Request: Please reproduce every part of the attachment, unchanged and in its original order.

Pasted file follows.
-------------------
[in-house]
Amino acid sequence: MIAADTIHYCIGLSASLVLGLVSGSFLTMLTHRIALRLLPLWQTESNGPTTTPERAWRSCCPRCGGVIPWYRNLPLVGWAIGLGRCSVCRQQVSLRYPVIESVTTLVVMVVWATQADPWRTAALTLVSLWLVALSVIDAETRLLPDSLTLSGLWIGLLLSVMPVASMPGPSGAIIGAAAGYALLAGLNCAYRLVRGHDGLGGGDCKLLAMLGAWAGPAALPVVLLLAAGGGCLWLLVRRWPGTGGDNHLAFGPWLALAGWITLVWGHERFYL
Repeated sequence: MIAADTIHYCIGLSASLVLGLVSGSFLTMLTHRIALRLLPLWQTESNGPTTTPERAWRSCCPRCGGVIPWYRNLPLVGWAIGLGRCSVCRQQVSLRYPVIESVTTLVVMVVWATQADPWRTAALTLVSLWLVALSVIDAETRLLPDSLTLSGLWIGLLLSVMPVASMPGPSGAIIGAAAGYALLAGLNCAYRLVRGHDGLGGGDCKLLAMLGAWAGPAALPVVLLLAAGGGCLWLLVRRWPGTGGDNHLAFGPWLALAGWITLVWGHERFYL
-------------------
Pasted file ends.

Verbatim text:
[in-house]
Amino acid sequence: MIAADTIHYCIGLSASLVLGLVSGSFLTMLTHRIALRLLPLWQTESNGPTTTPERAWRSCCPRCGGVIPWYRNLPLVGWAIGLGRCSVCRQQVSLRYPVIESVTTLVVMVVWATQADPWRTAALTLVSLWLVALSVIDAETRLLPDSLTLSGLWIGLLLSVMPVASMPGPSGAIIGAAAGYALLAGLNCAYRLVRGHDGLGGGDCKLLAMLGAWAGPAALPVVLLLAAGGGCLWLLVRRWPGTGGDNHLAFGPWLALAGWITLVWGHERFYL
Repeated sequence: MIAADTIHYCIGLSASLVLGLVSGSFLTMLTHRIALRLLPLWQTESNGPTTTPERAWRSCCPRCGGVIPWYRNLPLVGWAIGLGRCSVCRQQVSLRYPVIESVTTLVVMVVWATQADPWRTAALTLVSLWLVALSVIDAETRLLPDSLTLSGLWIGLLLSVMPVASMPGPSGAIIGAAAGYALLAGLNCAYRLVRGHDGLGGGDCKLLAMLGAWAGPAALPVVLLLAAGGGCLWLLVRRWPGTGGDNHLAFGPWLALAGWITLVWGHERFYL